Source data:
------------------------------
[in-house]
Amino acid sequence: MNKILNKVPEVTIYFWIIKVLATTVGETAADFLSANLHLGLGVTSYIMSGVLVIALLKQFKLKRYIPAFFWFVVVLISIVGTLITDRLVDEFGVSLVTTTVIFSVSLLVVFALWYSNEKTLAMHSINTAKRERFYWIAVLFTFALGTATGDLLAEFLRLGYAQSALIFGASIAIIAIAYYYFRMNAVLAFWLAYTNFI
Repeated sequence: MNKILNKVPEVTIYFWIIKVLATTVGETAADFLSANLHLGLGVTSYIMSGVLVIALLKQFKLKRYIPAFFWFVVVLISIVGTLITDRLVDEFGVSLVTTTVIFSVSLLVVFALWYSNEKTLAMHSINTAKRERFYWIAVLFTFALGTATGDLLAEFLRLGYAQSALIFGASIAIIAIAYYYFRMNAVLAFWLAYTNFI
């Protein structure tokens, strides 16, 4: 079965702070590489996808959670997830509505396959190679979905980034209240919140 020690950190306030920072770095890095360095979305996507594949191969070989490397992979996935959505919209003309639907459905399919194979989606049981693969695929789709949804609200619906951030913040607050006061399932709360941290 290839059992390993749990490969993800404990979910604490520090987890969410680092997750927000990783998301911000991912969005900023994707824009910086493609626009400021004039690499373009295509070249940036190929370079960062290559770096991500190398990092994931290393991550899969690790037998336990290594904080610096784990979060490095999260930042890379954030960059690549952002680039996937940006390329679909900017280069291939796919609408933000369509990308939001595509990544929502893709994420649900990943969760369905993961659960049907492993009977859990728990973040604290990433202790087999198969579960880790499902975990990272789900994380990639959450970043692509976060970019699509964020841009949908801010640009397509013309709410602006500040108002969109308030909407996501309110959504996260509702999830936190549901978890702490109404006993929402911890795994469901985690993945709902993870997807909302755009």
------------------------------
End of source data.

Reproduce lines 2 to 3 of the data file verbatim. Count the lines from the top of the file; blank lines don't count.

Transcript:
Amino acid sequence: MNKILNKVPEVTIYFWIIKVLATTVGETAADFLSANLHLGLGVTSYIMSGVLVIALLKQFKLKRYIPAFFWFVVVLISIVGTLITDRLVDEFGVSLVTTTVIFSVSLLVVFALWYSNEKTLAMHSINTAKRERFYWIAVLFTFALGTATGDLLAEFLRLGYAQSALIFGASIAIIAIAYYYFRMNAVLAFWLAYTNFI
Repeated sequence: MNKILNKVPEVTIYFWIIKVLATTVGETAADFLSANLHLGLGVTSYIMSGVLVIALLKQFKLKRYIPAFFWFVVVLISIVGTLITDRLVDEFGVSLVTTTVIFSVSLLVVFALWYSNEKTLAMHSINTAKRERFYWIAVLFTFALGTATGDLLAEFLRLGYAQSALIFGASIAIIAIAYYYFRMNAVLAFWLAYTNFI